There are three different population groups whose safety we must worry about: School kids, faculty and staff, and children’s families back home. They each face a different set of risks, some of which are in direct conflict with each other. Let’s consider the students, first.
The threat that the coronavirus poses to children and young adults is not zero, but it’s extremely small. The latest data from the CDC (representing February 1 to July 8) indicate the following number of COVID-19 deaths by age group for people who are of school age and younger:
To put those numbers into perspective, we must remember that people — sadly, including schoolchildren and young adults — die all the time. The CDC also provides the leading causes of death for each age group, which are depicted below. (These data are from 2018. Note that the 5-14 age group has been split into 5-9 and 10-14. The coloring is not relevant for our purposes.)
Even if we roughly extrapolate the COVID-19 deaths reported so far for an entire year (for example, by doubling them), we find that coronavirus deaths are still extremely uncommon. Let’s assume, for instance, that 300 people aged 15-24 will die of COVID-19 this year. That would make COVID-19 the #7 cause of death for that age group, but it’s still very far behind the top three causes of death: Accidents (12,044), suicide (6,211), and homicide (4,607).
We can examine accidental deaths even further. The CDC reveals the following breakdown for the 15-24 age group:
Once again, this reveals just how rare COVID-19 deaths are among this age demographic. More 15-24-year-olds drown than die from coronavirus.
From the students’ perspective, the benefits of a school closure are minimal. The negative consequences, however, are considerable. Young children need to play with others, and older children need to learn. They all need to socialize. Preventing this will delay their development and education. For these reasons, The Economist endorses opening schools first as lockdowns ease because “[t]he costs of keeping them closed are too high.”
The calculation changes when we consider the risks to teachers, staff, and students’ families, who obviously are in older age demographics. The following depicts the number of COVID-19 deaths (from February 1 to July 8) by age group for all ages:
Once again, we can put these numbers into context by examining the top causes of death for each age group. (As above, the data are from 2018. For ease of visualization, the younger age groups were removed in this chart but are shown separately above.)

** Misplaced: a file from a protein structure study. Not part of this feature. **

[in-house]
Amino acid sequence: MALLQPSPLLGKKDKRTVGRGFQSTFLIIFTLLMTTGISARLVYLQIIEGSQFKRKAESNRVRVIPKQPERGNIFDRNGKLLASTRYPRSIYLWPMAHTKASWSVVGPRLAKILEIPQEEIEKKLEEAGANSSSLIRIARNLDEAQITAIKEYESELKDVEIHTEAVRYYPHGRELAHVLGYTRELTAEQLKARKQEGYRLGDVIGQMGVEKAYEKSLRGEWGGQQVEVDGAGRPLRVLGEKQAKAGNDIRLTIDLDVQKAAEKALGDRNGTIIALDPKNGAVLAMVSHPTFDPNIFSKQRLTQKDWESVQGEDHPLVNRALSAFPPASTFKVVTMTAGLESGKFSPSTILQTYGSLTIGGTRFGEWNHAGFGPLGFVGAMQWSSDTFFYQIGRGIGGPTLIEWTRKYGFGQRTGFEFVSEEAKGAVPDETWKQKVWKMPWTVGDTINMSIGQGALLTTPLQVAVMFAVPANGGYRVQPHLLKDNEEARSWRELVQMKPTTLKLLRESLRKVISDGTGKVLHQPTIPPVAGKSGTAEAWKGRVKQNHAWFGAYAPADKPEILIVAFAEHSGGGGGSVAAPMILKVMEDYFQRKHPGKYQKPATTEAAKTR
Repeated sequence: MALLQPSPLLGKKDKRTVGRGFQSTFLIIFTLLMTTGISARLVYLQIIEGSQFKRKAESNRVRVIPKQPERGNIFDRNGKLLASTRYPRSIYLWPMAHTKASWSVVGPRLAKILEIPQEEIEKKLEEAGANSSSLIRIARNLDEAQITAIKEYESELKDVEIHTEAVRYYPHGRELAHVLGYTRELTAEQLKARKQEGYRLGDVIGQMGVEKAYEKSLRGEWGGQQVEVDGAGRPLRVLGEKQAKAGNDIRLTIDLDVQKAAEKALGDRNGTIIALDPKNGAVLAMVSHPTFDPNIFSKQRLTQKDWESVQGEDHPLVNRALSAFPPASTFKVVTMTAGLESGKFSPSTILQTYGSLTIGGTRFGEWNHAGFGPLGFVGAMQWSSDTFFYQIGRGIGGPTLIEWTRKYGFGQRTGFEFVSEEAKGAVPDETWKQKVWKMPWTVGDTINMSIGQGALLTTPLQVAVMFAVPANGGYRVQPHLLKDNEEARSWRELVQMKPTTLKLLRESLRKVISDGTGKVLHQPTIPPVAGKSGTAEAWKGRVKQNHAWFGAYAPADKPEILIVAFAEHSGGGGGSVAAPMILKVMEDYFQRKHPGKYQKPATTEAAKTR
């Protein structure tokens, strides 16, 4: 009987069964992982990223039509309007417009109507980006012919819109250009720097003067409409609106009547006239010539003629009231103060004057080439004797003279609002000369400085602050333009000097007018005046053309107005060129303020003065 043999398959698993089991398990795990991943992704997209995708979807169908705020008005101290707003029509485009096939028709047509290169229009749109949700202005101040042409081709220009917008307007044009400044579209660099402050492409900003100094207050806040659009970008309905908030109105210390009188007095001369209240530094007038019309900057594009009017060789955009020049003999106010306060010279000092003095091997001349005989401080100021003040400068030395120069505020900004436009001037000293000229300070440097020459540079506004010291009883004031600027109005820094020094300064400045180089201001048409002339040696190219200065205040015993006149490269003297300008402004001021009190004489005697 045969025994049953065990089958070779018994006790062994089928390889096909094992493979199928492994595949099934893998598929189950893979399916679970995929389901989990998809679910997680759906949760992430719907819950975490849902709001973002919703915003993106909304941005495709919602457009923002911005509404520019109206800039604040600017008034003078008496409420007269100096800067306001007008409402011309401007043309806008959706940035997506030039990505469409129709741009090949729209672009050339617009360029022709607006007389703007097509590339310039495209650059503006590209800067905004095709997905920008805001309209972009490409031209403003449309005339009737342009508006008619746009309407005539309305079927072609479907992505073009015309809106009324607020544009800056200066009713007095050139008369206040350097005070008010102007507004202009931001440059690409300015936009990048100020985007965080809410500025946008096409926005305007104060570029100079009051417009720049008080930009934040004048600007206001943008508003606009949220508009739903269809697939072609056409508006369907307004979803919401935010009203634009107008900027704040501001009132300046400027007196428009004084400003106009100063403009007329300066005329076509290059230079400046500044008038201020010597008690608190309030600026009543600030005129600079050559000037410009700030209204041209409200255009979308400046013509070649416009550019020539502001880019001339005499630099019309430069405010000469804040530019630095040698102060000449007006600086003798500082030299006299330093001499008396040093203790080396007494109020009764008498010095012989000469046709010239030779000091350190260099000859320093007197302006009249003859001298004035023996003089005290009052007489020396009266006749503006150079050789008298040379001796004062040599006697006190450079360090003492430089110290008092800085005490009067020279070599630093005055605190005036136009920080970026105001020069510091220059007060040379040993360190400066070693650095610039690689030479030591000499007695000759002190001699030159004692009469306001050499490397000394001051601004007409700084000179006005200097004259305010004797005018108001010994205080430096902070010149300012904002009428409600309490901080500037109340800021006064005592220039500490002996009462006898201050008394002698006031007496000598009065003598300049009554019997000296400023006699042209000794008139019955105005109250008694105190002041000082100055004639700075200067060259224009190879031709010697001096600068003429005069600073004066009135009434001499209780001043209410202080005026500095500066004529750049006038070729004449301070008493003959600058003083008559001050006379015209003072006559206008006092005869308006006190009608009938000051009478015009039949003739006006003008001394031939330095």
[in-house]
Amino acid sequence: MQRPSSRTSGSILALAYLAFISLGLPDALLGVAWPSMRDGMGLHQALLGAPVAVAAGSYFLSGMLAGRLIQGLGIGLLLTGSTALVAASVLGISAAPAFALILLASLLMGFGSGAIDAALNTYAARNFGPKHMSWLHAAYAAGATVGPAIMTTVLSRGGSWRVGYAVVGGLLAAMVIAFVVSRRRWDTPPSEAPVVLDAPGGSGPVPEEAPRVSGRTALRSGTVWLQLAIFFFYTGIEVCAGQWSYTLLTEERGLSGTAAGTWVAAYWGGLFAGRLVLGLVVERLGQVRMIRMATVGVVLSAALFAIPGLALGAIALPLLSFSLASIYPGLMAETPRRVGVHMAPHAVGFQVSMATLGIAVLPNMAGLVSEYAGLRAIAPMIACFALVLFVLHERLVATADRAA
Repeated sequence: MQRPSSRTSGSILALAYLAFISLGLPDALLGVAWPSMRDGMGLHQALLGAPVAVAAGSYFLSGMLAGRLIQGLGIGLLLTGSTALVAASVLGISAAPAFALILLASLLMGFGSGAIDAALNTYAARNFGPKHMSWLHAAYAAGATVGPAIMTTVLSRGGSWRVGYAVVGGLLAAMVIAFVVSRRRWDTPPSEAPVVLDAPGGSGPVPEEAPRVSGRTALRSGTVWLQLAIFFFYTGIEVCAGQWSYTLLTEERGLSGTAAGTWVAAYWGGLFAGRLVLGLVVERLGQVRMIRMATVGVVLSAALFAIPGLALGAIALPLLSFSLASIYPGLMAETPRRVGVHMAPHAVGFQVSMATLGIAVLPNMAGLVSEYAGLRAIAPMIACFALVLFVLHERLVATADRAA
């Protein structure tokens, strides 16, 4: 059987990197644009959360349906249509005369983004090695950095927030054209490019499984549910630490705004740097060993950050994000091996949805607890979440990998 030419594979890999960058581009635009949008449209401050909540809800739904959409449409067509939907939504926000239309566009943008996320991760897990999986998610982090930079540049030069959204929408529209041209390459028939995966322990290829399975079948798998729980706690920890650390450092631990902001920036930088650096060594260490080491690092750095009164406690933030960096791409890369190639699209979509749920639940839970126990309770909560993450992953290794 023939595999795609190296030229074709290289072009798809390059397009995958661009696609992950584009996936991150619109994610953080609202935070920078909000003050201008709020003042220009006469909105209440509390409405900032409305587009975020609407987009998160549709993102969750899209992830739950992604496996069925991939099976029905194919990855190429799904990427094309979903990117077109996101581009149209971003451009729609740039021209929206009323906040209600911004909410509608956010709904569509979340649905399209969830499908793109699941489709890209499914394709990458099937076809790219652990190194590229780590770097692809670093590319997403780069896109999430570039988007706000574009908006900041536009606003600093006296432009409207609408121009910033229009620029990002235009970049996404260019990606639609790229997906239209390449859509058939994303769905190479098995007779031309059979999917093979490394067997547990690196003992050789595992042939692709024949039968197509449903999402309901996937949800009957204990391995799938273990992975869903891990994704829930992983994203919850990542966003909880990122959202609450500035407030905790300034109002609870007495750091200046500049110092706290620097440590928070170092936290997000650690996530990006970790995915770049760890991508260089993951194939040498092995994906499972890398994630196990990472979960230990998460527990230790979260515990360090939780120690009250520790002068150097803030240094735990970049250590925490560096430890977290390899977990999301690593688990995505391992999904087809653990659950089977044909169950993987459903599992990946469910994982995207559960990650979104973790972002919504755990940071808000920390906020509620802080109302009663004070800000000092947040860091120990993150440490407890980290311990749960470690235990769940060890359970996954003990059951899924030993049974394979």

This time, if we roughly extrapolate the COVID-19 deaths reported so far for an entire year (by doubling them, as we did above), we find that coronavirus deaths are causing a substantial death toll. For instance, if we assume 11,000 deaths for the 45-54 age group, COVID-19 becomes the #4 cause of death. Likewise, assuming 48,000 deaths for the 65-74 age group, COVID-19 becomes the #3 cause of death.
Across all age groups, a death toll upwards of 200,000 people would make coronavirus the overall #3 cause of death in America in 2020. This is consistent with analysis we did previously.
Combining all of the above into a more understandable picture of the contribution that COVID-19 makes toward mortality in each age group, we can examine the percentage of deaths in each age group that are due to coronavirus. (We did this analysis previously, but these numbers are updated to include deaths from February 1 to July 8.)
What Do the Data Suggest About Reopening Schools?
There are many additional ways to analyze the data (e.g., case-fatality rates, infection-fatality rates, mortality rates). To answer the question, “What is the chance I will die if I get coronavirus?” we need to have good estimates for the infection-fatality rate by age. A study based in Geneva, Switzerland came up with the following numbers:
The CDC’s latest estimate of 0.65% is in close agreement with the the overall IFR reported by the Swiss study.
Regardless of how one looks at the data, they all point in the same direction: COVID-19 poses a very minor threat to students. The threat of reopening schools, therefore, is the health of teachers, faculty, and childrens’ families. Measures should be aimed at protecting those populations.